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From Heat-and-Serve to Scratch-Cooked

Santa Barbara Unified School District Participates in Culinary Boot Camp


The Santa Barbara Unified School District (SBUSD) is joining the national effort to bring more nutritious meals to school cafeterias. Food service workers from area campuses will participate in a Culinary Boot Camp put on by the Orfalea Foundation at Santa Barbara Junior High from July 30 to August 3.

The rigorous weeklong course — designed and taught by chef instructors — is part of the Orfalea Foundation’s School Food Initiative that is working to bring healthful lunch options to S.B. cafeterias. The foundation, which hosts many area education projects — including college scholarships for low-income youth and early-childhood education programs — was started 12 years ago by Kinko’s founder, Paul Orfalea, in Isla Vista. The first Culinary Boot Camp was held in 2008.

The camp curriculum includes both kitchen and classroom training. Instructors teach food staff how to make the transition from processed heat-and-serve meals to more healthful offerings that are cooked from scratch. Knife skills, sanitary food handing, menu planning, production efficiency, baking instruction, sauce production, time management, buying local, and ordering USDA commodities are just some of the topics that are covered at the camp.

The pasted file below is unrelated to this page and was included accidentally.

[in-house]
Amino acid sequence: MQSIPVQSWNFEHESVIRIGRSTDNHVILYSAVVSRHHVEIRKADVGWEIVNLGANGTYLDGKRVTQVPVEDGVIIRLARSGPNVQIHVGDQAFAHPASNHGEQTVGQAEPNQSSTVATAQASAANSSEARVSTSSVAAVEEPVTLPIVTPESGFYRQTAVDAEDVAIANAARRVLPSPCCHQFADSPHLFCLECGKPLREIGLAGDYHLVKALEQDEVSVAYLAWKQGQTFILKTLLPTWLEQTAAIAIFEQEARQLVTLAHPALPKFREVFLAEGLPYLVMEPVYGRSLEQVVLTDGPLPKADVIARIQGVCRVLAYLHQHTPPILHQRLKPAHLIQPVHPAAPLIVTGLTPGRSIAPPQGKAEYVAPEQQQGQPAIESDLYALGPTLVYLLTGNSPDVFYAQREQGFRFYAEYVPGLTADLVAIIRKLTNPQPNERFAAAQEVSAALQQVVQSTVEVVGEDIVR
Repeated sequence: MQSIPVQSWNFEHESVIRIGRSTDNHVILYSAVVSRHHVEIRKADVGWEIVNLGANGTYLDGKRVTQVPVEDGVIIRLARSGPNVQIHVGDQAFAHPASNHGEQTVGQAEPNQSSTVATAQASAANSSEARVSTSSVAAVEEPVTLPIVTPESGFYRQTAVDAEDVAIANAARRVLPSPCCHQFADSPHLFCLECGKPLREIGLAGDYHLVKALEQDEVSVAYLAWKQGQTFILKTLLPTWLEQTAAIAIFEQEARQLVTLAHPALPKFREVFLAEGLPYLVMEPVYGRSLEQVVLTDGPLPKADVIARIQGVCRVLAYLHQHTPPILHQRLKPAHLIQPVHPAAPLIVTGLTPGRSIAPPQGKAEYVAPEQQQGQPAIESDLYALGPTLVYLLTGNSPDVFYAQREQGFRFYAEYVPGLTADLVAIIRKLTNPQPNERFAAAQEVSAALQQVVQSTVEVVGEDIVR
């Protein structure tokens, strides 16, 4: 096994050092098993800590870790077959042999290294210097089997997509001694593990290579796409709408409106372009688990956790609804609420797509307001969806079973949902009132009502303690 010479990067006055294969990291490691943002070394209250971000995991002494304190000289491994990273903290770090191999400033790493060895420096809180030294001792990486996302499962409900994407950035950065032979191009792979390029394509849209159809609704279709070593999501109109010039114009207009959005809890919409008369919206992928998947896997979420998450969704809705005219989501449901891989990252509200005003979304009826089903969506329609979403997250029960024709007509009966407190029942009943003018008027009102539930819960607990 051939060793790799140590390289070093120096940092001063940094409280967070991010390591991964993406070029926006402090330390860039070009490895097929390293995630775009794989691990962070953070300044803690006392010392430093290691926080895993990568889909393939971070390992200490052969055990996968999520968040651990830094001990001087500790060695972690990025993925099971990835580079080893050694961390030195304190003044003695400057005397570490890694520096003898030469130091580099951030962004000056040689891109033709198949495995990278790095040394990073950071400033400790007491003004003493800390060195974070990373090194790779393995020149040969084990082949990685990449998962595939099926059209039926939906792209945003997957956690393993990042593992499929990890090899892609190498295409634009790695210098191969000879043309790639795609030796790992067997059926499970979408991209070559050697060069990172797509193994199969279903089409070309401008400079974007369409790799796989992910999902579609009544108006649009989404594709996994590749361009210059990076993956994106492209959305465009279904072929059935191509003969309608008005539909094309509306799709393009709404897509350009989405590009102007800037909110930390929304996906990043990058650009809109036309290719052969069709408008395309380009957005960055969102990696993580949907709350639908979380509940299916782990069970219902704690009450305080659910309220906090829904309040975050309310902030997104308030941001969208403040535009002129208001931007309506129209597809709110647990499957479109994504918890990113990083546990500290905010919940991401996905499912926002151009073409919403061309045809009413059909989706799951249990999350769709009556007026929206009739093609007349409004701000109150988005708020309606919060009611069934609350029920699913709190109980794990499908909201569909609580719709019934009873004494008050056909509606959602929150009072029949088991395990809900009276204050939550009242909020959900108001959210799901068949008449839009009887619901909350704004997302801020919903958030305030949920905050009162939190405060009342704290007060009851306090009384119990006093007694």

“Culinary Boot Camp is the single most important resource we’ve experienced since turning to completely scratch-cooked meals,” said the district’s director of food services Nancy Weiss. “The chef educators are enthusiastic and knowledgeable, approachable, and welcoming. We’ve seen almost 100 percent of our culinary staff move through this extraordinary program and become a stronger department of food services because of the Orfalea Foundation’s dedication and generosity.”

The new meals are not only more nutritious but are also meant to appeal to kids’ taste buds in hopes that they form healthful eating habits that will continue into adulthood. Taco salad, stir-fry with brown rice, chicken fettuccine alfredo, and Brazilian tamales are some of the alternatives to the chicken nuggets, french fries, and chocolate milk that can be found on lunch trays across the country.

The multifaceted initiative also tackles other long-term aspects of the child obesity epidemic. “In addition to professional development for food service staff at Culinary Boot Camp, we also have projects devoted to food literacy, garden-based learning, public policy, equipment and infrastructure grants, and farm-to-school procurement relationships,” said the Orfalea Foundation’s school food director Kathleen de Chadenédes.

The Orfalea team led a similar camp with the Santa Maria Bonita School District staff in June, and they are scheduled to conduct another such camp at Lompoc’s Central Kitchen from August 6-10.

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